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Close But No Cigar: Science Fiction’s Best Picture Nominations — And Losses

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E.T.E.T. the Extra-Terrestrial (1982)
I’ll be honest, Steven Spielberg’s E.T. isn’t really the sort of movie that typically wound up on Oscar’s radar, especially back in the day when geek culture began to overtake pop culture. It was a classic Spielberg flick in all the best ways, full of magic and mystery, but at its core its goals are pretty simple: it’s just there to tell a wonderful story. And the tale of how the of Elliot (Henry Thomas) is changed after finding a stranded alien in his backyard shed is, most definitely a wonderful story, full of humor and wonder, but also tinged with the darker moments that made many ’80s ostensible childrens’ flicks so memorable. It’s a great movie, one people still love and return to 30 years later.

But E.T. was up against some tough competition for the Best Picture award, most notably Tootsie and Gandhi. Those two alone were a one-two punch of Oscar bait. The former starred an actor taking on one of the craft’s big challenges: convincingly portraying a member of the opposite sex. Well, convincingly portraying a different guy trying to convincingly portray a member of the opposite sex, anyway. As for Gandhi, it was a biopic about an important historical figure being played by an acclaimed and talented actor. As good as E.T. was, it’s hard to believe that it ever had a serious chance of slipping past those two for the Best Picture award, and that’s without even mentioning the other two nominees, The Verdict and Missing.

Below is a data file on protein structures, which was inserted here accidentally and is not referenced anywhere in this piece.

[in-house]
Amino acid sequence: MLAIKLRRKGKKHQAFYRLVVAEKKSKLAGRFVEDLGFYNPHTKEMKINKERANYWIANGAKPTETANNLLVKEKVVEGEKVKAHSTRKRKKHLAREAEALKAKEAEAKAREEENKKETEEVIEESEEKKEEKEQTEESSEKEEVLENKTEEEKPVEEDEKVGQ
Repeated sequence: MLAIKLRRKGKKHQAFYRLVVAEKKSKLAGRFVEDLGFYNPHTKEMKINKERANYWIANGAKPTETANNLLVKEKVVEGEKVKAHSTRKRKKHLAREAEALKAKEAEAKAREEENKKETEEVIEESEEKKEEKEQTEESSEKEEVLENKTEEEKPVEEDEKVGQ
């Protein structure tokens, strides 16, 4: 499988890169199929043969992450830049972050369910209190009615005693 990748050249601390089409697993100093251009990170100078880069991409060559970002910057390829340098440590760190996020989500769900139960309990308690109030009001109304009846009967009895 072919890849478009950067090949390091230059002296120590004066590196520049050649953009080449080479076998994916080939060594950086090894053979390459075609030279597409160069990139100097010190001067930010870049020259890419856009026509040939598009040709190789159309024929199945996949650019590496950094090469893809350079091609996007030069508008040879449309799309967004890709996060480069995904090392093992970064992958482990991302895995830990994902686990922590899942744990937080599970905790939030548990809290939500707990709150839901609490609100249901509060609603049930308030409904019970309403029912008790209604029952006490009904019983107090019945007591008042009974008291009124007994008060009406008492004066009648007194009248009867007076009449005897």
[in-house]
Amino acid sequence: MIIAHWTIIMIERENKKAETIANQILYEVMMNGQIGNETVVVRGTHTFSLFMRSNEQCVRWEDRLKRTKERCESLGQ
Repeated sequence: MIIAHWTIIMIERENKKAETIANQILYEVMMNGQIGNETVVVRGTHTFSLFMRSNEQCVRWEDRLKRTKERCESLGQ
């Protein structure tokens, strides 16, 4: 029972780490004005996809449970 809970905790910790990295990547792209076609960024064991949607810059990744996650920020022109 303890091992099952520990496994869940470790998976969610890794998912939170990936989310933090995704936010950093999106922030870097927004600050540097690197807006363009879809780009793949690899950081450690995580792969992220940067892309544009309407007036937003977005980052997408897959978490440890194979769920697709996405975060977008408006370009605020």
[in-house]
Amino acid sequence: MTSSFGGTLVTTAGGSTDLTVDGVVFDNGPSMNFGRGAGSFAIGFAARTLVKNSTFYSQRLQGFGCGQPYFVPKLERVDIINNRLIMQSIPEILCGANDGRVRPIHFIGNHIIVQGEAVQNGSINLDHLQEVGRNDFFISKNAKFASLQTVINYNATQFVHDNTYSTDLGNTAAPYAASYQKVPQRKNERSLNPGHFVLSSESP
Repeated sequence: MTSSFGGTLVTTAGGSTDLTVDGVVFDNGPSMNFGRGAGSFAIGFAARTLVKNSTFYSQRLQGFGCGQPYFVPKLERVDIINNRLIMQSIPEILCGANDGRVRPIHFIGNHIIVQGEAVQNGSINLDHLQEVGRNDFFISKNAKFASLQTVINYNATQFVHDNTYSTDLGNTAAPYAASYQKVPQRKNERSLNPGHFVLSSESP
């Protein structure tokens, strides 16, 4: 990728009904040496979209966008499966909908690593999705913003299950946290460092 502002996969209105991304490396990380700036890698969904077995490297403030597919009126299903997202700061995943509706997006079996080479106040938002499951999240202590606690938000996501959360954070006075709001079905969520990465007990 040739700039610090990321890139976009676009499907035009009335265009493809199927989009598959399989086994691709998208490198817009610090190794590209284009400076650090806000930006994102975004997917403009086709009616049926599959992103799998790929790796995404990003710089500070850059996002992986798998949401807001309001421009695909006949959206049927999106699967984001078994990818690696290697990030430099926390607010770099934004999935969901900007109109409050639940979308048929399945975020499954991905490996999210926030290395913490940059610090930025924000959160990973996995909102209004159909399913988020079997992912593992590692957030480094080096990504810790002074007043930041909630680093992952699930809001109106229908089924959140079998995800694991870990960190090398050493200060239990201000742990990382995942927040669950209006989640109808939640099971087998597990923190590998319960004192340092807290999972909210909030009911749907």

Still, E.T. certainly wins out when it comes to legacy. Three decades later, I guarantee you E.T. is part of more home video collections than its competition, and as great as Gandhi was, I can’t imagine there are throngs of people returning to it again and again over the years, and introducing it to their kids. That’s a victory E.T. can claim today, and will be able to claim for a long time to come. Hollywood can keep the damn Oscar. – David

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Comments

  1. The Rizz says:

    2001 was considered a disaster at the time; the only reason it wasn’t pulled from distribution was because so many people were going to the theater to experience the trippy ending while on LSD.
    It wasn’t until later that the underlying story started to catch people’s attention (the movie’s story was, like its special effects, ahead of its time).

  2. Henderick Lui says:

    I would not consider Gravity Science Fiction. At best speculative fiction. So just because it takes place in space its considered SF? Really?